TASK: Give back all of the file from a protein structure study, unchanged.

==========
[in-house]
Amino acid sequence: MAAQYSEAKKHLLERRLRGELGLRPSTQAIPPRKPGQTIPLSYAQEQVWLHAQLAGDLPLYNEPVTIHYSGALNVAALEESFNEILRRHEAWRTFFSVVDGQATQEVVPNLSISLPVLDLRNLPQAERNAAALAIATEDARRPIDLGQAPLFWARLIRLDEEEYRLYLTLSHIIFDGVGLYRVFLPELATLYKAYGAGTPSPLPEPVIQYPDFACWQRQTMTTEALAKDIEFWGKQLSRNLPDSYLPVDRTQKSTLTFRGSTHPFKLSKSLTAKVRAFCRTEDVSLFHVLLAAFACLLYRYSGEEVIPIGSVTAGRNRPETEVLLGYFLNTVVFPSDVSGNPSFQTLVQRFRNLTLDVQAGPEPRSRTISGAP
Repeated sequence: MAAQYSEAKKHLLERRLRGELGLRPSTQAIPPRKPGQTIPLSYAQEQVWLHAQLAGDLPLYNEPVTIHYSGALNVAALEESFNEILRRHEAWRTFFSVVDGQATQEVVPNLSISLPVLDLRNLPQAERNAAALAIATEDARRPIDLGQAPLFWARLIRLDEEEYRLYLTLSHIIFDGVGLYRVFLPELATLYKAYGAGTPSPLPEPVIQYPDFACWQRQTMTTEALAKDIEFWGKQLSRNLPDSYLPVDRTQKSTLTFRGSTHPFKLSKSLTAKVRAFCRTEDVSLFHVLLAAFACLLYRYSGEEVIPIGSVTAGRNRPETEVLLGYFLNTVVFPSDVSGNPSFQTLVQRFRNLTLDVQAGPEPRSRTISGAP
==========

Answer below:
[in-house]
Amino acid sequence: MAAQYSEAKKHLLERRLRGELGLRPSTQAIPPRKPGQTIPLSYAQEQVWLHAQLAGDLPLYNEPVTIHYSGALNVAALEESFNEILRRHEAWRTFFSVVDGQATQEVVPNLSISLPVLDLRNLPQAERNAAALAIATEDARRPIDLGQAPLFWARLIRLDEEEYRLYLTLSHIIFDGVGLYRVFLPELATLYKAYGAGTPSPLPEPVIQYPDFACWQRQTMTTEALAKDIEFWGKQLSRNLPDSYLPVDRTQKSTLTFRGSTHPFKLSKSLTAKVRAFCRTEDVSLFHVLLAAFACLLYRYSGEEVIPIGSVTAGRNRPETEVLLGYFLNTVVFPSDVSGNPSFQTLVQRFRNLTLDVQAGPEPRSRTISGAP
Repeated sequence: MAAQYSEAKKHLLERRLRGELGLRPSTQAIPPRKPGQTIPLSYAQEQVWLHAQLAGDLPLYNEPVTIHYSGALNVAALEESFNEILRRHEAWRTFFSVVDGQATQEVVPNLSISLPVLDLRNLPQAERNAAALAIATEDARRPIDLGQAPLFWARLIRLDEEEYRLYLTLSHIIFDGVGLYRVFLPELATLYKAYGAGTPSPLPEPVIQYPDFACWQRQTMTTEALAKDIEFWGKQLSRNLPDSYLPVDRTQKSTLTFRGSTHPFKLSKSLTAKVRAFCRTEDVSLFHVLLAAFACLLYRYSGEEVIPIGSVTAGRNRPETEVLLGYFLNTVVFPSDVSGNPSFQTLVQRFRNLTLDVQAGPEPRSRTISGAP